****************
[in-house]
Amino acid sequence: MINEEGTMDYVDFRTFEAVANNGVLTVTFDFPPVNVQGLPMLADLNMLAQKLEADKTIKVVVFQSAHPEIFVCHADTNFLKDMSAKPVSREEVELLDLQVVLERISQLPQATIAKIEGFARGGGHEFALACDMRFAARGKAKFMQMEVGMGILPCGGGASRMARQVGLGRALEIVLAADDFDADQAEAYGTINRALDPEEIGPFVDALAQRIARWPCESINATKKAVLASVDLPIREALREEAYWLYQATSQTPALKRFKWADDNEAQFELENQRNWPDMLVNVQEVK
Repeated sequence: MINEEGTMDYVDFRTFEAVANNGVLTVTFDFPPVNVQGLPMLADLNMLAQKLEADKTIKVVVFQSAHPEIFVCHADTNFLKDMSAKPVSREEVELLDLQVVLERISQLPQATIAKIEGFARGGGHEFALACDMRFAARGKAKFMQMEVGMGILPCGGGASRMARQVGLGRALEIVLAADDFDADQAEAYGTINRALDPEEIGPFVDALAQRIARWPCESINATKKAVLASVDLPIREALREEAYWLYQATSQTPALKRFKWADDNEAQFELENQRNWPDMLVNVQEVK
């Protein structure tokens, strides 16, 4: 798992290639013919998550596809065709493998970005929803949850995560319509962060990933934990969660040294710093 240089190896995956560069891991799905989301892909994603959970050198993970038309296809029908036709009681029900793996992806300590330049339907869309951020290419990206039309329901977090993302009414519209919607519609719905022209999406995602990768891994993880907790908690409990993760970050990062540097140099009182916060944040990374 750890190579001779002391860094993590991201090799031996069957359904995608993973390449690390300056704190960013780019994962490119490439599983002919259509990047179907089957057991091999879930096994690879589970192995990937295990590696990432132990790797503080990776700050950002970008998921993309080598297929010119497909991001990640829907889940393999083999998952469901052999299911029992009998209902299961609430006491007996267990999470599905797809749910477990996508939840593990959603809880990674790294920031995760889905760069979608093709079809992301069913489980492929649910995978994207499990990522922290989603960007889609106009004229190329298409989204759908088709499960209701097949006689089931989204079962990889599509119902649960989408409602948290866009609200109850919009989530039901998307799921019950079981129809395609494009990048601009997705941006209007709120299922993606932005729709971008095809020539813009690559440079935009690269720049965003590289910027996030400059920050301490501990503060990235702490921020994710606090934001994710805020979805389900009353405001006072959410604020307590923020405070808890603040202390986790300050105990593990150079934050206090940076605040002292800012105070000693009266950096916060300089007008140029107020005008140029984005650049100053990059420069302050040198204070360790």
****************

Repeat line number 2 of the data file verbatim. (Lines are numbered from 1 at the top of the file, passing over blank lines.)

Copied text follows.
Amino acid sequence: MINEEGTMDYVDFRTFEAVANNGVLTVTFDFPPVNVQGLPMLADLNMLAQKLEADKTIKVVVFQSAHPEIFVCHADTNFLKDMSAKPVSREEVELLDLQVVLERISQLPQATIAKIEGFARGGGHEFALACDMRFAARGKAKFMQMEVGMGILPCGGGASRMARQVGLGRALEIVLAADDFDADQAEAYGTINRALDPEEIGPFVDALAQRIARWPCESINATKKAVLASVDLPIREALREEAYWLYQATSQTPALKRFKWADDNEAQFELENQRNWPDMLVNVQEVK